A Black Lesbian Experience in Rural White New England

  • A. Breeze Harper

Part of the Social Fictions Series book series (SFS)

Table of contents

  1. Front Matter
    Pages i-xii
    1. A. Breeze Harper
      Pages 1-4
  2. Dis-paced, Dis-located

    1. Front Matter
      Pages 1-1
    2. A. Breeze Harper
      Pages 7-10
    3. A. Breeze Harper
      Pages 11-16
    4. A. Breeze Harper
      Pages 17-23
    5. A. Breeze Harper
      Pages 25-35
    6. A. Breeze Harper
      Pages 37-61
    7. A. Breeze Harper
      Pages 63-67
    8. A. Breeze Harper
      Pages 69-82
    9. A. Breeze Harper
      Pages 83-89
    10. A. Breeze Harper
      Pages 91-106
    11. A. Breeze Harper
      Pages 107-111
    12. A. Breeze Harper
      Pages 113-117
    13. A. Breeze Harper
      Pages 119-138
    14. A. Breeze Harper
      Pages 139-144
    15. A. Breeze Harper
      Pages 145-156
    16. A. Breeze Harper
      Pages 157-179
    17. A. Breeze Harper
      Pages 181-185
  3. Re-Membering

    1. Front Matter
      Pages 187-187
    2. A. Breeze Harper
      Pages 189-200
    3. A. Breeze Harper
      Pages 201-205
    4. A. Breeze Harper
      Pages 207-210
    5. A. Breeze Harper
      Pages 211-216
  4. Back Matter
    Pages 217-217

About this book


Scars is a novel about whiteness, racism, and breaking past the normative boundaries of heterosexuality, as experienced through eighteen year old Savannah Penelope Sales. Savannah is a Black girl, born and raised in a white, working class, and rural New England town. She is in denial of her lesbian sexuality, harbors internalized racism about her body, and is ashamed of being poor. She lives with her ailing mother whose Emphysema is a symptom of a mysterious past of suffering and sacrifice that Savannah is not privy to. When Savannah takes her first trip to a major metropolitan city for two days, she never imagines how it will affect her return back home to her mother … or her capacity to not only love herself, but also those who she thought were her enemies. Scars is about the journey of friends and family who love Savannah and try to help her heal, all while they too battle their own wounds and scars of being part of multiple systems of oppression and power. Ultimately, Scars makes visible the psychological trauma and scarring that legacies of colonialism have caused to both the descendants of the colonized and the colonizer … and the potential for healing and reconciliation for everyone willing to embark on the journey. As a work of social fiction born out of years of critical race, Black feminist, and critical whiteness studies scholarship, Scars engages the reader to think about USA culture through the lenses of race, whiteness, working-class sensibilities, sexual orientation, and how rural geography influences identity. Scars can be used as a springboard for discussion, self-reflection and social reflection for students enrolled in American Studies, Sociology, Women's Studies, Sexuality Studies, African American Studies, human geography, LGBTQ studies and critical whiteness studies courses, or it can be read entirely for pleasure. Social Fictions Series Editorial Advisory Board: Carl Bagley, University of Durham, UK Anna Banks, University of Idaho, USA Carolyn Ellis, University of South Florida, USA Rita Irwin, University of British Columbia, Canada J. Gary Knowles, University of Toronto, Canada Laurel Richardson, The Ohio State University (Emeritus), USA A. Breeze Harper has a BA in feminist geography, from Dartmouth College, a MA in Educational Technologies from Harvard University, and a PhD from the University of California, Davis, where she studied applications of critical race feminism, critical whiteness studies, and critical food studies within cultural geography. Harper is also the author of the book, Sistah Vegan: Black Female Vegans Speak on Food, Identity, Health, and Society (Lantern Books 2010).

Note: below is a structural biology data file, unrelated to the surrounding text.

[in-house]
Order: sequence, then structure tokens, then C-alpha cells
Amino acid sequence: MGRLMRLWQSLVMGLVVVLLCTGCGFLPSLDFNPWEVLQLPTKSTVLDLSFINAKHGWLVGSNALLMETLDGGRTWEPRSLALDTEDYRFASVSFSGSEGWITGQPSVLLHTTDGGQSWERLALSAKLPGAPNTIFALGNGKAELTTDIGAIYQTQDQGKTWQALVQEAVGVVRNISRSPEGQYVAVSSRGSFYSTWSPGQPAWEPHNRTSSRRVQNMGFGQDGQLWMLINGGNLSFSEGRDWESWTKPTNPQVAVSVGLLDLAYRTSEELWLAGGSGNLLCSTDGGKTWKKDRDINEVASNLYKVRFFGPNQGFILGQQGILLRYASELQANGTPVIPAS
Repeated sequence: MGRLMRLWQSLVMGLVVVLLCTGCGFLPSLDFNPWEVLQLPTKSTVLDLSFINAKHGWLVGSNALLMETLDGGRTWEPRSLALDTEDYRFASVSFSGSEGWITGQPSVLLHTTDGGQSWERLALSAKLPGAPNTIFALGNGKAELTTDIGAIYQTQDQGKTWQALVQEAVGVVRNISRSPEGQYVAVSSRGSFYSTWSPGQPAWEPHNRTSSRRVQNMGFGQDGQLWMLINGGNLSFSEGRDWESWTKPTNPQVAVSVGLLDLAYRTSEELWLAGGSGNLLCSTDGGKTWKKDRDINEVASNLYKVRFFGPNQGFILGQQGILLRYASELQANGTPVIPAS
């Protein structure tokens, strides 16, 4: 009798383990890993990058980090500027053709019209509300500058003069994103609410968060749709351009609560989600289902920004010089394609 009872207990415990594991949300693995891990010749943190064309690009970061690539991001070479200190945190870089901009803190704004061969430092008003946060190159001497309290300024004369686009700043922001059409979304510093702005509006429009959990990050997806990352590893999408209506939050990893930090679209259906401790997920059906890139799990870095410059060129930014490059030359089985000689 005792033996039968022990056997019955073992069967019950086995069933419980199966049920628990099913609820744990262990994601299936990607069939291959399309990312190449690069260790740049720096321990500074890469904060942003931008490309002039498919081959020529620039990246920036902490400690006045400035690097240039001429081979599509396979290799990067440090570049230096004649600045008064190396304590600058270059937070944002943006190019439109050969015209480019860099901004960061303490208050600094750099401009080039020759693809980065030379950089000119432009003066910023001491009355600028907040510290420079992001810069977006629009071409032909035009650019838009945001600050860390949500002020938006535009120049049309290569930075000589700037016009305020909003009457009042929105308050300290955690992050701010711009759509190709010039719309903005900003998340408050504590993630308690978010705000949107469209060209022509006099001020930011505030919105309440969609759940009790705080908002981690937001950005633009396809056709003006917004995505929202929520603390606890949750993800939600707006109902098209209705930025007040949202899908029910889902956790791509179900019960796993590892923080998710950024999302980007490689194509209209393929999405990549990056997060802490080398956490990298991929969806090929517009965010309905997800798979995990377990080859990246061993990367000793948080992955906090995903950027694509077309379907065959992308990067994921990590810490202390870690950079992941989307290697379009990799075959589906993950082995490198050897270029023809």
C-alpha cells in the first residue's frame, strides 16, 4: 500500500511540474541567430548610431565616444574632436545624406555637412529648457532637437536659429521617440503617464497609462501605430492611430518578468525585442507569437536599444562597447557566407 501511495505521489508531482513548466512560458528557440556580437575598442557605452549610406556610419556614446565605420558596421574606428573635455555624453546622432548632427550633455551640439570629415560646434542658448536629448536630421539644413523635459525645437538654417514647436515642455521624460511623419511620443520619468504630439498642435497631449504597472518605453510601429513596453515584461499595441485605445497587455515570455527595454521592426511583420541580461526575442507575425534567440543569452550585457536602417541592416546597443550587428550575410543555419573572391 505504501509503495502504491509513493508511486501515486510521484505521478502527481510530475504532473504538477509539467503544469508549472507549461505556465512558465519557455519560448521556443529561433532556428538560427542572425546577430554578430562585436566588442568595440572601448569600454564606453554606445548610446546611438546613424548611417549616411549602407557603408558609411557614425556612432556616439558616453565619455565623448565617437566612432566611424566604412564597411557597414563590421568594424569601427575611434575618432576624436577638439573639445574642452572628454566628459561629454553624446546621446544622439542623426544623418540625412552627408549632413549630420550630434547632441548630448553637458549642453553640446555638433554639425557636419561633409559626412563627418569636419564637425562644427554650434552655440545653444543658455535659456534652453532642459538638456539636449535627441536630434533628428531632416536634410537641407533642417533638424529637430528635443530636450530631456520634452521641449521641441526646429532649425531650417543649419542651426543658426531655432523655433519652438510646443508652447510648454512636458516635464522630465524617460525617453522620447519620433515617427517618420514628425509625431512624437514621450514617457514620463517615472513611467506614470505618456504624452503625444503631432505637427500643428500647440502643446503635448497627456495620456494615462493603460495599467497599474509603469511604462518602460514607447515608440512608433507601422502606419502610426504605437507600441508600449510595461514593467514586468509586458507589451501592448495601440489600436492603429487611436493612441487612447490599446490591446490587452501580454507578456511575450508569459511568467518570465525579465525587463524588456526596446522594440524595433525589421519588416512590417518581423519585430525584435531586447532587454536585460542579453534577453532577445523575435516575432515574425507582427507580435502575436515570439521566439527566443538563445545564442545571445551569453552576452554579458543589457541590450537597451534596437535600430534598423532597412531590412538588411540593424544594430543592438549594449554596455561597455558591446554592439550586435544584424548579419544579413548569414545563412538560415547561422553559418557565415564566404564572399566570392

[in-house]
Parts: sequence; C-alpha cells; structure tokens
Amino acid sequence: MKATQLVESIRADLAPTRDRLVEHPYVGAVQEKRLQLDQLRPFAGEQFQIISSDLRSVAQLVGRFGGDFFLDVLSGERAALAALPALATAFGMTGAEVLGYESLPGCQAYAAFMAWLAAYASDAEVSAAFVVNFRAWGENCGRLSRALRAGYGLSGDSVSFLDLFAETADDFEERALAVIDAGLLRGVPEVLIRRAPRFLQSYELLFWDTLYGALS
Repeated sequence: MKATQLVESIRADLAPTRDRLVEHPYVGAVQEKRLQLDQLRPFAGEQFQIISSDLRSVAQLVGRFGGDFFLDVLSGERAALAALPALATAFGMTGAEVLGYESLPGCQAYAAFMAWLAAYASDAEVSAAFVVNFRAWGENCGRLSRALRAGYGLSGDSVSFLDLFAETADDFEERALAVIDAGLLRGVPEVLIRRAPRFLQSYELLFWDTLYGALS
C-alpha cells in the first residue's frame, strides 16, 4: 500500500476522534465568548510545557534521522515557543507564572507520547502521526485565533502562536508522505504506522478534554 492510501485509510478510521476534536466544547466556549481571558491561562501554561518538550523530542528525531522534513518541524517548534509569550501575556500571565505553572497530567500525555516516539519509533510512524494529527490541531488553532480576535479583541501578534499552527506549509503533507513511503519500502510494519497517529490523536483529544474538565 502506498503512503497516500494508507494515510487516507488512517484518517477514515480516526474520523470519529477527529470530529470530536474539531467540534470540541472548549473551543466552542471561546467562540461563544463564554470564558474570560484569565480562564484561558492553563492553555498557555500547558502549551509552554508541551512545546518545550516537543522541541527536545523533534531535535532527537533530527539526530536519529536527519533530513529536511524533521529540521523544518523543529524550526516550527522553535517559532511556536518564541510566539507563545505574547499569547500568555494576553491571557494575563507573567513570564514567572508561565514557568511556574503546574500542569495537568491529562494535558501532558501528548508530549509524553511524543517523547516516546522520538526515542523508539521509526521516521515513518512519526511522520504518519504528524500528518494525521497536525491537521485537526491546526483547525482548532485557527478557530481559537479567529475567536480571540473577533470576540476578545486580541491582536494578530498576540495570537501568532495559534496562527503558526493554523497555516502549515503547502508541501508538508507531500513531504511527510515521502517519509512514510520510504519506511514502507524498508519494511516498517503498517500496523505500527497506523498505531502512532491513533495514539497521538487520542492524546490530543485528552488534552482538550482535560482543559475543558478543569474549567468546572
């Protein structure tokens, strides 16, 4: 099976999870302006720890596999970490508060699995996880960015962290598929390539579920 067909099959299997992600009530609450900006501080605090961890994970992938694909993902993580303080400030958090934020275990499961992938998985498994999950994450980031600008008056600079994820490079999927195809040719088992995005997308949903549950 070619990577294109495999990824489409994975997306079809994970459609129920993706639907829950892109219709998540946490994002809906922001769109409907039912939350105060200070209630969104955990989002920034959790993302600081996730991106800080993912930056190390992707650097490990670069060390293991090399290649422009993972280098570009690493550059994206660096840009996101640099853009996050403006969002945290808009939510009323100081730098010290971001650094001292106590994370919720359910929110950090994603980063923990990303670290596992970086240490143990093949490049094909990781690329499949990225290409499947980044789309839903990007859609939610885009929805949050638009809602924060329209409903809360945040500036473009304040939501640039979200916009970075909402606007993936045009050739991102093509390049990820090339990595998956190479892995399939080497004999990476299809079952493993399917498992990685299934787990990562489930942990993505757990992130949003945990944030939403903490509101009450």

emphysima lesbian sexuality psychological trauma

Authors and affiliations

  • A. Breeze Harper
    • 1
  1. 1.University of California & The Sistah Vegan ProjectDavisUSA

Bibliographic information